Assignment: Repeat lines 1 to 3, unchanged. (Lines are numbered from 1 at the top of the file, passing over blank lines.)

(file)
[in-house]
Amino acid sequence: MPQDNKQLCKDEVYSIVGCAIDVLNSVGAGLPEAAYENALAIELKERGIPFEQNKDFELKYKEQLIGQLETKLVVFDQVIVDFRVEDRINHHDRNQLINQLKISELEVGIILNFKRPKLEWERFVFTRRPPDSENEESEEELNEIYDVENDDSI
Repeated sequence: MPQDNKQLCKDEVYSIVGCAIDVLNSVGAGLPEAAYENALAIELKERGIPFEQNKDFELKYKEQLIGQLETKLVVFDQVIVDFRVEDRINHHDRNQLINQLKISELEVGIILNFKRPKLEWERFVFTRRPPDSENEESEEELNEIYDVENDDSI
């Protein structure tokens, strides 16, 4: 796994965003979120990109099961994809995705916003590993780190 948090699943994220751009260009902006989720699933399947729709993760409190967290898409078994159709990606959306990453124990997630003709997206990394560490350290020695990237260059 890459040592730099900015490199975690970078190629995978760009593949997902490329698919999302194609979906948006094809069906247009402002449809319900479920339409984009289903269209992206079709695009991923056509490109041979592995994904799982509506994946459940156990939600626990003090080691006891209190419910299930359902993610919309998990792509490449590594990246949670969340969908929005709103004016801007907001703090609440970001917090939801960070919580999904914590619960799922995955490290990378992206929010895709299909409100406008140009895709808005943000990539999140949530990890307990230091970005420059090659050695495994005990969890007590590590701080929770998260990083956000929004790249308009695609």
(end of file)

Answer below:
[in-house]
Amino acid sequence: MPQDNKQLCKDEVYSIVGCAIDVLNSVGAGLPEAAYENALAIELKERGIPFEQNKDFELKYKEQLIGQLETKLVVFDQVIVDFRVEDRINHHDRNQLINQLKISELEVGIILNFKRPKLEWERFVFTRRPPDSENEESEEELNEIYDVENDDSI
Repeated sequence: MPQDNKQLCKDEVYSIVGCAIDVLNSVGAGLPEAAYENALAIELKERGIPFEQNKDFELKYKEQLIGQLETKLVVFDQVIVDFRVEDRINHHDRNQLINQLKISELEVGIILNFKRPKLEWERFVFTRRPPDSENEESEEELNEIYDVENDDSI